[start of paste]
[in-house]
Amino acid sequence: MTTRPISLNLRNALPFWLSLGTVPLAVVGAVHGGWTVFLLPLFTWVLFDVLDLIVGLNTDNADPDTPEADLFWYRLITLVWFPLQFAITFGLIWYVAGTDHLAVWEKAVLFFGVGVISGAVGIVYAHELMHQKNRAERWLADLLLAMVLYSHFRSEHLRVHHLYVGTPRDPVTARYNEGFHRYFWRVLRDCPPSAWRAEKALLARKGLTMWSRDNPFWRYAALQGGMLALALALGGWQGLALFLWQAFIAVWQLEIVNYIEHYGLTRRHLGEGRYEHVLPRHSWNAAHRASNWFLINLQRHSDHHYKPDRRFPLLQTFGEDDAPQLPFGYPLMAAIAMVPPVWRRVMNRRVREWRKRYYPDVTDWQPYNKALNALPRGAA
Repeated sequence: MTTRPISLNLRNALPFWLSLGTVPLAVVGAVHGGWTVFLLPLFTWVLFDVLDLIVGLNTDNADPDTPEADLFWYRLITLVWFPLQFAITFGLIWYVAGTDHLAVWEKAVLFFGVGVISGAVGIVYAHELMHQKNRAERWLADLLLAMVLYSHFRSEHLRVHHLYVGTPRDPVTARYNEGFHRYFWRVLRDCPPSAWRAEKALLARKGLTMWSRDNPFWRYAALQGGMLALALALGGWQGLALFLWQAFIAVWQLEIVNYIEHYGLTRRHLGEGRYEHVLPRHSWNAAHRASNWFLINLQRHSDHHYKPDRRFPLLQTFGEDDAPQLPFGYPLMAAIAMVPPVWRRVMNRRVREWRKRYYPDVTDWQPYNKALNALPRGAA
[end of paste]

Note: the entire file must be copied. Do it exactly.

[in-house]
Amino acid sequence: MTTRPISLNLRNALPFWLSLGTVPLAVVGAVHGGWTVFLLPLFTWVLFDVLDLIVGLNTDNADPDTPEADLFWYRLITLVWFPLQFAITFGLIWYVAGTDHLAVWEKAVLFFGVGVISGAVGIVYAHELMHQKNRAERWLADLLLAMVLYSHFRSEHLRVHHLYVGTPRDPVTARYNEGFHRYFWRVLRDCPPSAWRAEKALLARKGLTMWSRDNPFWRYAALQGGMLALALALGGWQGLALFLWQAFIAVWQLEIVNYIEHYGLTRRHLGEGRYEHVLPRHSWNAAHRASNWFLINLQRHSDHHYKPDRRFPLLQTFGEDDAPQLPFGYPLMAAIAMVPPVWRRVMNRRVREWRKRYYPDVTDWQPYNKALNALPRGAA
Repeated sequence: MTTRPISLNLRNALPFWLSLGTVPLAVVGAVHGGWTVFLLPLFTWVLFDVLDLIVGLNTDNADPDTPEADLFWYRLITLVWFPLQFAITFGLIWYVAGTDHLAVWEKAVLFFGVGVISGAVGIVYAHELMHQKNRAERWLADLLLAMVLYSHFRSEHLRVHHLYVGTPRDPVTARYNEGFHRYFWRVLRDCPPSAWRAEKALLARKGLTMWSRDNPFWRYAALQGGMLALALALGGWQGLALFLWQAFIAVWQLEIVNYIEHYGLTRRHLGEGRYEHVLPRHSWNAAHRASNWFLINLQRHSDHHYKPDRRFPLLQTFGEDDAPQLPFGYPLMAAIAMVPPVWRRVMNRRVREWRKRYYPDVTDWQPYNKALNALPRGAA